Surname Origins

Chapter I: The Palatines

        The first branch of the family to be considered will be those who came from Germany. Although the percentage of German blood in our family is relatively small compared to that of the other nationalities, theirs, in many ways, is the most compelling story of all. Although no immigrant group suffered more than the African slaves, the German refugees from the Palatinate were among the most downtrodden and persecuted group to reach our shores. When we think of these Pennsylvania Dutch today, it brings to mind visions of neatly kept farms, prosperous small communities, and law-abiding citizens. But before they became this most idyllic of immigrant groups they had endured some of the most grueling hardships of the past millennium. 
         The term “Pennsylvania Dutch” probably originated as a corruption of the word “Deutch,” which is just the German language word for German. But almost all of the early German immigrants came via a trip down the Rhine River which flows into the sea in Holland where they embarked on the ships that took them to America.  Almost all of them departed from the port of Rotterdam. So technically they did come from Holland and for some, the term may have been applied to them for that reason.
        The early German immigration to America was mostly to Pennsylvania, and almost all of it came from a small region in Germany called the Palatinate. The Palatinate is a region in the southwestern part of Germany along the Rhine River. The Alsace region of France is to the south and west, and directly west are Belgium and Luxembourg. The Upper Palatinate is further south toward Bavaria. The Lower Palatinate or Pfalz is the area where our family came from. The main cities of the Pfalz are Heidelberg, Mannheim, Worms, Darmstadt, and Mainz. The name, Palatinate, comes from the name of the ruling family during the Middle Ages. Instead of the usual practice of naming the ruling family after the country, this country was named after its ruling family
        Although the Palatinate, like the rest of Germany, was a part of the Holy Roman Empire, the empire existed mostly in name only, and the forty or fifty small German states, of which it was made up, existed for the most part as independent countries, ruled by Electors who owed nominal allegiance to the Holy Roman Empire. In reality though, the Empire was without power to enforce its will on its member states and the individual states were for the most part free to administer their own affairs. In the best of times the Palatinate was relatively independent and was a fertile and prosperous region.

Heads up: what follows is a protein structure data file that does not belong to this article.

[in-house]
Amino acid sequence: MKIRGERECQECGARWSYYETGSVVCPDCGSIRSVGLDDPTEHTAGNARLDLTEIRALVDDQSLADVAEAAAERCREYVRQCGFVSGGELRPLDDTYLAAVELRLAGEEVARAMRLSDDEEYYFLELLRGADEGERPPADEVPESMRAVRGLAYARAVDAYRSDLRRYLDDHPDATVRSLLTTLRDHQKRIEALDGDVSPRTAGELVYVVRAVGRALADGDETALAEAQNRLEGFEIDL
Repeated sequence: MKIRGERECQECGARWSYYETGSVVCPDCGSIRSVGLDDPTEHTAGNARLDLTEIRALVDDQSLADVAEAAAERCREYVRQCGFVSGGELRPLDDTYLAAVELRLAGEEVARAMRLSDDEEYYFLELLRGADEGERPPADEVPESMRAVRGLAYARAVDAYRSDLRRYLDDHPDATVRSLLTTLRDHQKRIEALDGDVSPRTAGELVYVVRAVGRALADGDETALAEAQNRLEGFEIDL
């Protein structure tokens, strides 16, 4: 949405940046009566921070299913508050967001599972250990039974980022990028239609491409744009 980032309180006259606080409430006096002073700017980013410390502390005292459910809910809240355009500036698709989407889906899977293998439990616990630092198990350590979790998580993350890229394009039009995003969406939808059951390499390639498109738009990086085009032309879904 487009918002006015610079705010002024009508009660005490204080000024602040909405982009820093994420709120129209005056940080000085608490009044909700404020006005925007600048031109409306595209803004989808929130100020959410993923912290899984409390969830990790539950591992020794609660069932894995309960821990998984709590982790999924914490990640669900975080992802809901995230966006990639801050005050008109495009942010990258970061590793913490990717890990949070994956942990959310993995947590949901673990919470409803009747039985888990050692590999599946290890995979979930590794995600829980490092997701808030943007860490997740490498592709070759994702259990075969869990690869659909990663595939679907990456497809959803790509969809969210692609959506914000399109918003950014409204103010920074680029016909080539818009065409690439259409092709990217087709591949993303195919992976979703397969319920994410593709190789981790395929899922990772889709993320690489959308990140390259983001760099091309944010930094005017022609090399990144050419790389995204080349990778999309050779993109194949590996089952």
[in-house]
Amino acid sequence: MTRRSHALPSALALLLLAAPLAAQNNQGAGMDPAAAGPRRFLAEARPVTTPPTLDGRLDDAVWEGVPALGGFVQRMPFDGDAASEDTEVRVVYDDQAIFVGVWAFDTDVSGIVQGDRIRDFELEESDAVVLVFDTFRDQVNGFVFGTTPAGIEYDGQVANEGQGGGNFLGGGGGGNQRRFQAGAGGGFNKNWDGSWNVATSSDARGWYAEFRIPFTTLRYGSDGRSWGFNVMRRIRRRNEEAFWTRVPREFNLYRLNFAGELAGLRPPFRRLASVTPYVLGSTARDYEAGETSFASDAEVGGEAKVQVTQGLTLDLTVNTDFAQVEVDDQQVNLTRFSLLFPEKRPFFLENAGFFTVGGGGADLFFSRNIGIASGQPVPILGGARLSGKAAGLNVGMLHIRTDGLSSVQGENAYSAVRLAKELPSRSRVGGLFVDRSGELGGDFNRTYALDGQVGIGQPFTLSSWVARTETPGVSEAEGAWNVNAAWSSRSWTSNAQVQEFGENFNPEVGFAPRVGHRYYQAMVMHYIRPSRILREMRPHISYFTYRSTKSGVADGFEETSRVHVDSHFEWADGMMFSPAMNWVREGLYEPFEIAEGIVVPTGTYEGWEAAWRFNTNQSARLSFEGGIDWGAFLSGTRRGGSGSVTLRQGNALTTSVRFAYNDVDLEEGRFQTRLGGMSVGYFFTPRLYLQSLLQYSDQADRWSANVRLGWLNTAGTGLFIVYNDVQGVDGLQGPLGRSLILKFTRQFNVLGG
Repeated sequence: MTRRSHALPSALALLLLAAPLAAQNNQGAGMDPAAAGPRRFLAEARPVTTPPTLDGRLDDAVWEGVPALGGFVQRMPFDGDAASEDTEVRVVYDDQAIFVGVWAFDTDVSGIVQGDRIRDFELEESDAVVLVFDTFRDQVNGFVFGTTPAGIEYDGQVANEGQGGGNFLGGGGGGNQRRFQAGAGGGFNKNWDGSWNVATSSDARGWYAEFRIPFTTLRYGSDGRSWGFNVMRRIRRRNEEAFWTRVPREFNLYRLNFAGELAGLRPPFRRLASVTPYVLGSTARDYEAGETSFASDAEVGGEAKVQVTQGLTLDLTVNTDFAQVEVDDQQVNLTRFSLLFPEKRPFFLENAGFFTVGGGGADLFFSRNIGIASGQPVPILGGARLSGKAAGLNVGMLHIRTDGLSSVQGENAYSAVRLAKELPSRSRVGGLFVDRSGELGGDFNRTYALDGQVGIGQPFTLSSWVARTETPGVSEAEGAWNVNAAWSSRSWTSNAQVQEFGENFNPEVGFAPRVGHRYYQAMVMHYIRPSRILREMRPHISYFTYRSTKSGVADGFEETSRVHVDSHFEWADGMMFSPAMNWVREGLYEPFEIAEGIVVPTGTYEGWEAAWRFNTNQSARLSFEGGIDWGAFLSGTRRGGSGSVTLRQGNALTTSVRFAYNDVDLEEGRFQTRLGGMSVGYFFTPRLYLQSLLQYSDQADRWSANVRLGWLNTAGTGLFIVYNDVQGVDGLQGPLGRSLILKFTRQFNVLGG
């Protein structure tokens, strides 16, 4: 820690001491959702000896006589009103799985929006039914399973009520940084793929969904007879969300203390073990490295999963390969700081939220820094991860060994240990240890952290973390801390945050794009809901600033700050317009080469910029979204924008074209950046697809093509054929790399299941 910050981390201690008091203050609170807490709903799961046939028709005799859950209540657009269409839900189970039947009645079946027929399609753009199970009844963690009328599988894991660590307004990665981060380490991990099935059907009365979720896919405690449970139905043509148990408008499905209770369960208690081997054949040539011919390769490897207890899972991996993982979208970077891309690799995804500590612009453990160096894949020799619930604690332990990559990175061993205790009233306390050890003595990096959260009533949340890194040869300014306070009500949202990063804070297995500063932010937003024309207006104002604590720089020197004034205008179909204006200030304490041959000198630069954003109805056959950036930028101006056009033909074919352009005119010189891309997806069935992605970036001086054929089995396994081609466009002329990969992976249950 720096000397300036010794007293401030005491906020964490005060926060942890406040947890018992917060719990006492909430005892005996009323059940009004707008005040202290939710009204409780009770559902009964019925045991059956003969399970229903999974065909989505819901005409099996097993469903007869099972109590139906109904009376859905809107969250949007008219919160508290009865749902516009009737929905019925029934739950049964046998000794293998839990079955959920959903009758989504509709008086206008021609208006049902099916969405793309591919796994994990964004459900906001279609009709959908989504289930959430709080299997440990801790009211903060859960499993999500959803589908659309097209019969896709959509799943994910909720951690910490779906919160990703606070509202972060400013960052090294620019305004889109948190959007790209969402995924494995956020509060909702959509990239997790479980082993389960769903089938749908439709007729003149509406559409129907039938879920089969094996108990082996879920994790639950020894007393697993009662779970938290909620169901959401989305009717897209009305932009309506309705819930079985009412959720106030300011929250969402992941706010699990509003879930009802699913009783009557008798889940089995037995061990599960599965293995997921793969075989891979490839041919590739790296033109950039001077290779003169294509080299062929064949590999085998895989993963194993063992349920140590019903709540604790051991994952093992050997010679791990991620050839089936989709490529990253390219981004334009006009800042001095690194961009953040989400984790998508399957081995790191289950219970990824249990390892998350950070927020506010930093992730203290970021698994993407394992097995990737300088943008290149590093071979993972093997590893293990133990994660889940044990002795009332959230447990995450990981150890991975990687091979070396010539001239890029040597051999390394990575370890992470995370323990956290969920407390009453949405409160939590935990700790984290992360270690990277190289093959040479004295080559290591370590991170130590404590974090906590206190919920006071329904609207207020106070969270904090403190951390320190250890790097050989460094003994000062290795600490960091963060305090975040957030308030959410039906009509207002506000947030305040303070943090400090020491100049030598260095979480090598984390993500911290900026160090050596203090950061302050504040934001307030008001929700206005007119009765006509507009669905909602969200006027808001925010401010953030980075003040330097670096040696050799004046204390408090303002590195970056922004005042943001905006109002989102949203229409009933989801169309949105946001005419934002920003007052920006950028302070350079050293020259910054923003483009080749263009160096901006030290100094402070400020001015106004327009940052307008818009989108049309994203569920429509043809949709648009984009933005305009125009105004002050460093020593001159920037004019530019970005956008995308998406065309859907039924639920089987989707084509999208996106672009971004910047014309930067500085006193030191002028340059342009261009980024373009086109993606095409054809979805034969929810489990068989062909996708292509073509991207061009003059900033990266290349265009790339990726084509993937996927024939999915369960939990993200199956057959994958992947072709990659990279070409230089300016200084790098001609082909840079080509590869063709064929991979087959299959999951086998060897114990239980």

In the 1500s when the Reformation swept across Germany, an Elector who embraced Protestantism ruled this region. When Luther was called to face the emperor before the famous diet at Worms, he was protected from reprisal by this Elector. A century earlier another reformer, John Hus, had been summoned before the Council of Trent and had been found guilty of heresy. He was burned at the stake in spite of having been given assurance of a safe conduct. Luther was saved from this fate by being placed under the protection of this Elector. Following the lead of their Elector, the region became largely Protestant, with Lutherans and Reformed churches predominating, but with some Mennonites and Anabaptists also among them. 
         From 1618 to 1648, Germany was devastated by the Thirty Years War. For thirty years, armies whose intent it was to impose their religion on their enemies ravished the entire country. Nowhere was the devastation worse than in the Palatinate. The area was repeatedly crossed by large armies foraging off the land, and burning and destroying homes and farms. Some historians estimate that as much as 30 -50% of the population of Germany perished. The Palatinate was the hardest hit part of the country. There are reports of travelers to the region who could find no sign of life, and where many of the corpses that were found had mouths filled with grass, dying as they had desperately tried to stave off
        The war ended with the balance of political and religious power reverting to the pre-war status, and for the next forty or so years, the Rhineland was left alone to recover. The population grew because of native births and by in migration from surrounding areas,5 and some prosperity was restored. However, the population didn’t revert to its prewar state for over a hundred years. In 1685, the current Elector, died. Louis XIV of France, the “Sun King,” tried to replace him with his brother, Phillip. (Phillip’s wife was the deceased Elector’s sister.) The surrounding German states, fearful of increased French influence, formed an alliance to prevent this.6
        Two other events further inflamed the situation. One of Louis’ predecessors on the French throne, Henry IV, had been a French Huguenot, who converted back to Catholicism in order to inherit the throne. Upon assuming the throne in 1598 he issued the Edict of Nantes which guaranteed the Huguenots (French Protestants) freedom of worship. Now Louis decided to revoke this edict. Persecution of the Huguenots immediately followed and a general exodus of the Huguenots out of France began. Many of them found their way to the Protestant Palatinate.7